Government agencies are turning to social media as a new way to engage with their constituencies. Practitioners in the trenches are excited about the possibilities – while some academics are less so.
With the Scottish government's reputation for policing and justice charred from nine years in office, here's what the future looks like.
Australia has become less compassionate, more punitive and more ready to blame individuals for their alleged failings since the Royal Commission into Aboriginal Deaths in Custody.
Many of us will be able to vote for police chiefs next month, but has the system managed to soothe the concerns of its critics?
French efforts to dismantle the Jungle migrant camp are leaving crucial volunteer services at risk.
Reform of police departments must include a reexamination of why cops and civilians come in contact so frequently in the first place.
Innocent people do confess under interrogation to crimes they did not commit, even providing details about the crime. What leads them to falsely confess to very serious crimes?
Queensland, New South Wales, Victoria and South Australia have introduced restrictive "consorting" laws. But are the laws justified? Are they an efficient and effective way to combat organised crime?
The legal status of private security staff is, for the most part, decidedly uncertain.
Police are important, but not sufficient, in the crime-reduction effort. I have enormous faith in their abilities, but that doesn’t necessarily mean we need more of them.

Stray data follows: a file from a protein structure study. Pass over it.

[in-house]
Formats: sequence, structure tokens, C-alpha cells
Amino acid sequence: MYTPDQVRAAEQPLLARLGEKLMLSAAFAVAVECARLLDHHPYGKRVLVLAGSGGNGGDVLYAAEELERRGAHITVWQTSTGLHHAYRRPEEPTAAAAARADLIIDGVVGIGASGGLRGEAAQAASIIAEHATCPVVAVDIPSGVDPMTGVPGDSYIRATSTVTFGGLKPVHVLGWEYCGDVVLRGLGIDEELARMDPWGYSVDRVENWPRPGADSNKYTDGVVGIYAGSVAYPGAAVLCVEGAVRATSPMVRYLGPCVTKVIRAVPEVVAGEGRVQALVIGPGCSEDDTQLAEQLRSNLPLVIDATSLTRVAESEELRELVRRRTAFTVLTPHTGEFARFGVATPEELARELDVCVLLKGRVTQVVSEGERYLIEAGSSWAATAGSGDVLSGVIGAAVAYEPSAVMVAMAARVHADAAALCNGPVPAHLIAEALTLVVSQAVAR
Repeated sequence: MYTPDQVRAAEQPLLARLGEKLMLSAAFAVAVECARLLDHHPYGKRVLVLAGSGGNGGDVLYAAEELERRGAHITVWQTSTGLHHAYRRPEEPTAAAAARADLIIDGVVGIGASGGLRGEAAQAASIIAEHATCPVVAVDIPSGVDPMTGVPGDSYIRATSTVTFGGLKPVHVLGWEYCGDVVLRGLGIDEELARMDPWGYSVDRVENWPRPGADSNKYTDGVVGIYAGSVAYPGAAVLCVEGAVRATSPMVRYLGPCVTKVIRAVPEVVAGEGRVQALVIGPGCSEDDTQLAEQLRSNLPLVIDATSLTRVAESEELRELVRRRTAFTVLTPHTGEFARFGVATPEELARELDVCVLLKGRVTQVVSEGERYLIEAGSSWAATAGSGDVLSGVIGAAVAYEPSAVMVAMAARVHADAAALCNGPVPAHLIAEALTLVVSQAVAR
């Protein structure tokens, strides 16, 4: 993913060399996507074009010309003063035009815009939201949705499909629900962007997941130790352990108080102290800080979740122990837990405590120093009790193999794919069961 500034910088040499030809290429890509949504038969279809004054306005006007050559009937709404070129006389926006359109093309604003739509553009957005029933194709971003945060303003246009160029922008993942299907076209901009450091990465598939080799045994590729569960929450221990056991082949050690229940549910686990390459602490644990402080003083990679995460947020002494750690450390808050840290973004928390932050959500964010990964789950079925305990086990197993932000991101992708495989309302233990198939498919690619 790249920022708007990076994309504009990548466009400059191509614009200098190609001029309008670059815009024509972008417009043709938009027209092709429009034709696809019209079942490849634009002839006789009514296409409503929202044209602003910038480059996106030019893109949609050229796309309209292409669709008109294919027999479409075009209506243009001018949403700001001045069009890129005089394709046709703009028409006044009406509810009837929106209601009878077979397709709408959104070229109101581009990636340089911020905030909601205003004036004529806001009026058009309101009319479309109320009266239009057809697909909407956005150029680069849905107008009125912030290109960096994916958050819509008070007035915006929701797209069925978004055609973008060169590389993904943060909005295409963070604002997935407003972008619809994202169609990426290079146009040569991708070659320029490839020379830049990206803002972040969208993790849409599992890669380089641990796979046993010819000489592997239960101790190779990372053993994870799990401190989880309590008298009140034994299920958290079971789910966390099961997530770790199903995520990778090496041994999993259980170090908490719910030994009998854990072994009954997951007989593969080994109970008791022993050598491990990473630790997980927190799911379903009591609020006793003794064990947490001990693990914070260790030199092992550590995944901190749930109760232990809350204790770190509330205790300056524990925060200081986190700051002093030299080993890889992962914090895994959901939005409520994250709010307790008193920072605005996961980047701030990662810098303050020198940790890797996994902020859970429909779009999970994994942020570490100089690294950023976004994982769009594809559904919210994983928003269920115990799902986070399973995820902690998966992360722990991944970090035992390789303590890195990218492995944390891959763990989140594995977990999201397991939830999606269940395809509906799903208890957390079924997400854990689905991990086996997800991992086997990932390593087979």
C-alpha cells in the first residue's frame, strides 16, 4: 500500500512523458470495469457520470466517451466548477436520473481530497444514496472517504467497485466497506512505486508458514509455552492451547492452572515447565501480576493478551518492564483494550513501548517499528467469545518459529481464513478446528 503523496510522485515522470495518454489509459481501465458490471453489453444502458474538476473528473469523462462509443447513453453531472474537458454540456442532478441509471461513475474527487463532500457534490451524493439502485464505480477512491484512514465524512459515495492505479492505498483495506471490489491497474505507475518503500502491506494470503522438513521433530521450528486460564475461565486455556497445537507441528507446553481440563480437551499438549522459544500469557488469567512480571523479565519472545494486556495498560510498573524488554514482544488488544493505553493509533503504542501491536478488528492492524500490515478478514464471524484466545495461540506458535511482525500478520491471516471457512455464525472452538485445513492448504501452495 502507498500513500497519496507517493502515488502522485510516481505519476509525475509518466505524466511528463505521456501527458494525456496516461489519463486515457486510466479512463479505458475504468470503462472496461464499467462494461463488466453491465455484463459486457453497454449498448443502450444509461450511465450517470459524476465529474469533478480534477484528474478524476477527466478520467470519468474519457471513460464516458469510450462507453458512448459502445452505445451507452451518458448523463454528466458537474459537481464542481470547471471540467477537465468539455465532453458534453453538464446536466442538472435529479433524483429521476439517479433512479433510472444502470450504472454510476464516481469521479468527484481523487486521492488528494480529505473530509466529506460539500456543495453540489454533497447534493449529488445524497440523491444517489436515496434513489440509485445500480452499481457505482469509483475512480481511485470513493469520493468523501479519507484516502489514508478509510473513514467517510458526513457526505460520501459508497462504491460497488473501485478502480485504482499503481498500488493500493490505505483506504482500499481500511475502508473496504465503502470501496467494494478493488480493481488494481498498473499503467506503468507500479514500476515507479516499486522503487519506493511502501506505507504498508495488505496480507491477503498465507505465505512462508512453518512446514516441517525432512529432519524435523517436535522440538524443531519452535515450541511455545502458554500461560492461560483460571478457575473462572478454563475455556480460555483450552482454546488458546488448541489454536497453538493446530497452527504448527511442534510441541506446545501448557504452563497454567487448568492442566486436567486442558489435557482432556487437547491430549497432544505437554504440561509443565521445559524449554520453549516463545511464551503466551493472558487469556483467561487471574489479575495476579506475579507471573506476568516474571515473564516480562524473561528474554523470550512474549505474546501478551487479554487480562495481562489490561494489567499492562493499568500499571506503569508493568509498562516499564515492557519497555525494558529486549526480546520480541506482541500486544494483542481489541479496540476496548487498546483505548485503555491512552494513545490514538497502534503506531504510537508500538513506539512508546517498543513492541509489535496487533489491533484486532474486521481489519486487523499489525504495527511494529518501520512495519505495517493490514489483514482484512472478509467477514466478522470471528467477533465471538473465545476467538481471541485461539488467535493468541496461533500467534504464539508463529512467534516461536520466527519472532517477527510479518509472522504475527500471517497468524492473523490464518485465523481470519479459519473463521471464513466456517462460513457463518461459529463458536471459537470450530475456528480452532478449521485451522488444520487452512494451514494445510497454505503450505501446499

As Queensland considers new laws to curb alcohol-fuelled violence in response to a one-punch death, several policy experiments that have occurred in recent years can provide valuable lessons.
More than 1,000 people have been killed by police in the US this year alone. Unlike the officer who shot Laquan McDonald, few are ever charged.
American police kill 100 times more civilians than Finnish police. Racism and gun control are just part of the problem.
Preventing crime before it happens, while saving resources, sounds like a great use of big data. But these calculated probabilities raise big questions about civil liberties.
There's a surprising amount of resistance to making policing a graduate profession.
Aboriginal people with mental and cognitive disability are managed mostly by police, courts, prison and hospitals. It's costing us millions, when kinder and cheaper alternatives exist.
Police have become the default frontline response to Aboriginal people with mental and cognitive disabilities, setting this group up for a lifetime of 'management' by the criminal justice system.
Research suggests serious problems with the way Aboriginal women, particularly those with mental and cognitive disabilities, are "managed" by the criminal justice system.
Australia's high rates of imprisonment and re-imprisonment of Aboriginal people with mental and cognitive disabilities is not only shameful, it is entirely predictable and preventable.
We cannot ignore or underestimate the important role police can play in community-based efforts to tackle radicalisation and violent extremism.